The Daily Commentary
07 August 2001

Collectivism:
Facing A Dark Abyss

By Allan B. Colombo, Editor
www.GiantKillers.Org

The men who fought and died to secure the New World, America, from Great Britain knew very well that their efforts would have a profound effect on their posterity.

The sun never shown on a cause of greater worth. 'Tis not the affair of a city, a country, a province, or a kingdom, but of a continent--of at least one eighth part of the habitable globe. 'Tis not the concern of a day, a year, or an age; posterity are virtually involved in the contest, and will be more or less affected even to the end of time, by the proceedings now."

Thomas Paine
Common Sense
1776

Today, this very hour, we face a similar crossroads, one that promises to influence future generations, not only here in the U.S., but everywhere else as well. You and I stand at the edge of a great, dark abyss into which we shall certainly fall if we approach any closer.

Wiggle your toes. Can you feel the rock-strewn edge at which we now stand? Approach it any further and it could give way. We and our posterity would then begin a decent into a darkness the likes of which no American has evern known before this--not even those who faced Great Britain and all her might in the years that followed our Declaration of Independence in 1776. What we do today will directly affect future generations in ways that we cannot possibly imagine.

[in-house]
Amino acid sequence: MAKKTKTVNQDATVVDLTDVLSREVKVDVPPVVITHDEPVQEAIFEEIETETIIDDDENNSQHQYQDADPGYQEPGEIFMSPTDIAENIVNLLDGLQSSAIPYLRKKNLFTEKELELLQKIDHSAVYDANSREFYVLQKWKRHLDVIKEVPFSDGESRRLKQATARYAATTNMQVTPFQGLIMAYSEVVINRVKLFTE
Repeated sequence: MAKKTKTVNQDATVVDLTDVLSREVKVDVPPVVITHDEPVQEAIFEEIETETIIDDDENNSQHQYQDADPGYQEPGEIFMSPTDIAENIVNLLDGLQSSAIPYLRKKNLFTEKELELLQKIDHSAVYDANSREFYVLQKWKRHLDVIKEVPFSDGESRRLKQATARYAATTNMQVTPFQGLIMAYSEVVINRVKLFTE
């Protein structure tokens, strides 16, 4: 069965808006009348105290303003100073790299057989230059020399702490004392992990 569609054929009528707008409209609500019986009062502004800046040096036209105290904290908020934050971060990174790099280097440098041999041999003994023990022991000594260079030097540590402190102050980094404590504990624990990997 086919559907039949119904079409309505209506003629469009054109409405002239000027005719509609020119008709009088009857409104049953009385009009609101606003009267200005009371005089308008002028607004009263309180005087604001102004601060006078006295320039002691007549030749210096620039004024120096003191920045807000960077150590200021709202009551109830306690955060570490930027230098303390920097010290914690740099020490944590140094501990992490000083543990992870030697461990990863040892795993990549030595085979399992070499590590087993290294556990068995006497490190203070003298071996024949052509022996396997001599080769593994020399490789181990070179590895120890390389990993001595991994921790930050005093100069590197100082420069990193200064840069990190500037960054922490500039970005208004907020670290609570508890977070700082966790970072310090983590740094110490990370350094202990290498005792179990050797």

One thing is certain, the course that America is now on, in the final analysis, will undo everything that our Founding Fathers worked so hard to achieve. Tyranny of a kind never witnessed before will most assuredly ensue. Why should other people of good cheer who hail from other nations abroad be concerned about this? Because there will be no more America, the land of the free, to flee to.

Thomas Paine, in his epic work, Common Sense, quite adequately covered the choices that stood before the American colonies at the time that this country was still only an idea in the minds of a few good men of good cheer and relatively honest intention.

"By referring the matter from argument to arms, a new area for politics is struck; a new method of thinking hath arisen. All plans, proposals, etc., prior to the nineteenth of April, i.e., to the commencement of hostilities, are like the almanacs of last year; which, though proper then, are superseded and useless now. Whatever was advanced by the advocates on either side of the question then, terminated in one and the same point, viz., a union with Great Britain; the only difference between the parties was the method of effecting it; the one proposing force, the other friendship; but it hath so far happened that the first has failed, and the second has withdrawn her influence.

"At that time the choices were clear: alignment, appeasement to some, through friendship-or sheer force, neither of which really equated to Freedom. In both, the colonists would certainly have found subjugation, gaining far too little in the transition."

Some of that day, just as today, believed that a union with Britain was to the colonies' advantage for security purposes. However, others took a more practical stance, realizing that the flavor of security (protection) offered by Britain was purely self motivated on the part of her Majesty's military and politicals. Clearly, to accept further alignment, even to gain just a littke, would mean more of the same, as outlined in the Declaration of Independence.